After their announced reunion in 2019 and tour, My Chemical Romance has released their first new material for nine years with the track ‘The Foundations of Decay’. With no promotion or warning, the song was released on the 12th of May and highlights the fierceness and angst My Chemical Romance have sustained since their departure. Kerenza Hudson takes a look at this enchanting track and provides their take on the band's revival.
The track boasts a six-minute run time, starting with a solemn and emotive intro, with simple guitar chords from Ray Toro, and moving into a prog-rock crescendo. In true My Chem fashion, the song pushes through with a flash of hope, with Gerard’s vocals snarling over an electric guitar. Each chorus feels emotionally raw with muted percussion and soft vocals leading into an explosive chorus which is quintessential 90s rock, bringing back the sounds from their debut album I Brought You My Bullets, You Brought Me Your Love. It is a true regression into what My Chemical Romance is known and loved for.
The lyrics have a dark theme throughout the track, even focusing on the 9/11 attacks. "And he was there, the day the towers fell" briefly paints Gerard as the protagonist. The tragic events of 9/11 have been a common focal point for the band as they have previously mentioned how these events lead to the formation of My Chemical Romance, quoting that music had become a form of therapy for Gerard.
Musically, there are notes of some of My Chem’s inspirations, especially The Smashing Pumpkins. I found sections of The Smashing Pumpkins’ Bullet with Butterfly Wings comparable to the ending of The Foundations of Decay with a nostalgic but progressive feel, developing into something new for My Chemical Romance.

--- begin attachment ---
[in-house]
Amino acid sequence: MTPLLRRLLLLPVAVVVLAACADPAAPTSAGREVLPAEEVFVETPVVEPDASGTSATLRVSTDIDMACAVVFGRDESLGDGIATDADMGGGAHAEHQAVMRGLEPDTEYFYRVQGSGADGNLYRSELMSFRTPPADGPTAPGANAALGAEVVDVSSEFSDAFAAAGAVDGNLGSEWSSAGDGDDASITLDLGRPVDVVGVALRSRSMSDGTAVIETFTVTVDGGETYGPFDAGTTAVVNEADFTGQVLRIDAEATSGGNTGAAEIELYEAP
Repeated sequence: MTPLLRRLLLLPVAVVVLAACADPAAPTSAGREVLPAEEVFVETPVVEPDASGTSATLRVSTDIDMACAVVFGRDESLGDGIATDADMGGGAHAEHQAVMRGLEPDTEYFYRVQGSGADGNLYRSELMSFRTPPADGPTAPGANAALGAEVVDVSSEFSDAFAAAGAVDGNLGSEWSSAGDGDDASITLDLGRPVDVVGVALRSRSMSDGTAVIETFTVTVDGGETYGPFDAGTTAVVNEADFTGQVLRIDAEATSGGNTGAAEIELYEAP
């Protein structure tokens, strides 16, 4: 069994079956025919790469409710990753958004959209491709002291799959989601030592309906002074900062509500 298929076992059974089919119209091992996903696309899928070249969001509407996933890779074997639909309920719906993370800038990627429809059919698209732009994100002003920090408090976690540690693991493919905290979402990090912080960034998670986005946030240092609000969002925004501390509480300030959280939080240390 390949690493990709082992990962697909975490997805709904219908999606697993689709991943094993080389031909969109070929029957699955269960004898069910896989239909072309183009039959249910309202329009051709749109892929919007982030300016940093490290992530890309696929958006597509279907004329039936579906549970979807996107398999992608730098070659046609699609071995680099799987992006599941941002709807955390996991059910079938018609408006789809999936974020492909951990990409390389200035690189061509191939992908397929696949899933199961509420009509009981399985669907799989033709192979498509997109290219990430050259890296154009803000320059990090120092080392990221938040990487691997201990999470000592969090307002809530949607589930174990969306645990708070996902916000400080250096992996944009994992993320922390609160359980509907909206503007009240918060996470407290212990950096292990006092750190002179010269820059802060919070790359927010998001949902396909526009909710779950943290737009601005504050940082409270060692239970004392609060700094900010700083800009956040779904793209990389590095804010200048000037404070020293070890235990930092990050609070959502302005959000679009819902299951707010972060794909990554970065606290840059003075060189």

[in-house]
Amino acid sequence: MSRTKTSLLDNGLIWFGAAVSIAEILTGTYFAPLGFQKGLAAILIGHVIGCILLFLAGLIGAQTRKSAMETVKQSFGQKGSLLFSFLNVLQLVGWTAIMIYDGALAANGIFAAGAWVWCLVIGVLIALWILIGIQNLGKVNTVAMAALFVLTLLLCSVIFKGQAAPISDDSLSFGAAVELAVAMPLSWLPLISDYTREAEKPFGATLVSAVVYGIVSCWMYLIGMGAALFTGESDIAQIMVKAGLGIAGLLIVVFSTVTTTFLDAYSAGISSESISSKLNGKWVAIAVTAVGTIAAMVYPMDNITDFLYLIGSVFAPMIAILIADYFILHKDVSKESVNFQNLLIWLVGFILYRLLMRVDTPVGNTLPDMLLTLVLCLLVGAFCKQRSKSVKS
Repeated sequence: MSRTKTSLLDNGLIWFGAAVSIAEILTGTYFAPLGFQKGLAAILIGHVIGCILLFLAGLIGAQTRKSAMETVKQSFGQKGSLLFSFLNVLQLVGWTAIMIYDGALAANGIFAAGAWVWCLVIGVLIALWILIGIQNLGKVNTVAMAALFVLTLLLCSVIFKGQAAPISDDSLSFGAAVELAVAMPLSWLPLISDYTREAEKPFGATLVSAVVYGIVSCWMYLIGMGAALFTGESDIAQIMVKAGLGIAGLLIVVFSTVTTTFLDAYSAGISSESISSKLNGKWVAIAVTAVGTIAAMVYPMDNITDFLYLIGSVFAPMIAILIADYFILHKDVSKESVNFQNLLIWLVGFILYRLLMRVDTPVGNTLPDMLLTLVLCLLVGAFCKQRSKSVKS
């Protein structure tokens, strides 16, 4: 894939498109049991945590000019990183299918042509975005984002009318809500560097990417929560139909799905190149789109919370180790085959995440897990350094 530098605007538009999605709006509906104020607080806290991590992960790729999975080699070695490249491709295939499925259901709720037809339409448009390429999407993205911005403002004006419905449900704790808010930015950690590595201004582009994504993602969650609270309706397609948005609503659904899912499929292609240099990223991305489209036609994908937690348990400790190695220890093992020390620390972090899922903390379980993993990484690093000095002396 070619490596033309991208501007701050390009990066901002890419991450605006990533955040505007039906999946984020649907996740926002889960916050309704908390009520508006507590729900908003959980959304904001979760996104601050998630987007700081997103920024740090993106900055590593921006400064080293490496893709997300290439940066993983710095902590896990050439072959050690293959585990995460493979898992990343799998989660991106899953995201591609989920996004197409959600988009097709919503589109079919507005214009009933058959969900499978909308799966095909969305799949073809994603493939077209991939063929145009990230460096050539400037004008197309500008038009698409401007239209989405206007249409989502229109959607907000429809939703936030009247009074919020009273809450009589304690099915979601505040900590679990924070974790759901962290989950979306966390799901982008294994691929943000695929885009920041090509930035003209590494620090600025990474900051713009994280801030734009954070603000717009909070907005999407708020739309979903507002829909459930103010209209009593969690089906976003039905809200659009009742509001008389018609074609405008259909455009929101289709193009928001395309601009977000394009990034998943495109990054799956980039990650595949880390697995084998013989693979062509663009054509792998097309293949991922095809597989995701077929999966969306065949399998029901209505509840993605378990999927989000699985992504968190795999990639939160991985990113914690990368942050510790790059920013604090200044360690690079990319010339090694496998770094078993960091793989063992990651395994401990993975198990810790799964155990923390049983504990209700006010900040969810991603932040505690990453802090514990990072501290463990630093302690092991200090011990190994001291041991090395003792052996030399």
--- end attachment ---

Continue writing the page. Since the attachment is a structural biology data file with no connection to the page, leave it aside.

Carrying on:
"Much like the rest of My Chemical Romance’s discography, the song follows a heavy, emotional storyline with themes of Catholicism, with a portion of the track dedicated to sainthood, death and canonization"
The song has elements which have not yet been explored by the band, including a dark rhythmic section one could call a breakdown. After a screeching halt of the swirling guitar riffs within this breakdown, the listener soon believes that the protagonist of the song is an antihero. Much like the rest of My Chemical Romance’s discography, the song follows a heavy, emotional storyline with themes of Catholicism, with a portion of the track dedicated to sainthood, death and canonization. A line that stands out is, "And so he gets to die a saint, but she will always be the whore", also linking back to their album Three Cheers for Sweet Revenge and its storyline.
Despite the overwhelming outpour of support and love for the return of MCR’s music, some fans found the mix and heavier style off-putting. Some fans felt that the mixing of the new single was outdated, being compared to the mixing of smaller bands, with the bass being too high and finding it difficult to understand the melody and vocal lines.
"With the protagonist being told to "Get up coward" at the end of the song with a provoking scream highlights the band coming back from their ‘decay’"
The track, with numerous mentions of previous albums paired with the uplifting notations of victory over death, can be seen as a reflection of the band and its return to music. With the protagonist being told to "Get up coward" at the end of the song with a provoking scream highlights the band coming back from their ‘decay’. Gerard, Frank, Mikey and Ray have proved that My Chemical Romance has not lost its charm and have aged well despite the hiatus, coming back with a mature and nostalgic track.
Personally, I loved this track through and through, I was caught up with the emotion from the beginning. It truly brought me back into my emo-teen self, bringing together everything I have loved from the band. I hope to see more from the band in the future and look forward to what they can bring.
Edited by: Roxann Yus
Featured image courtesy of My Chemical Romance via Facebook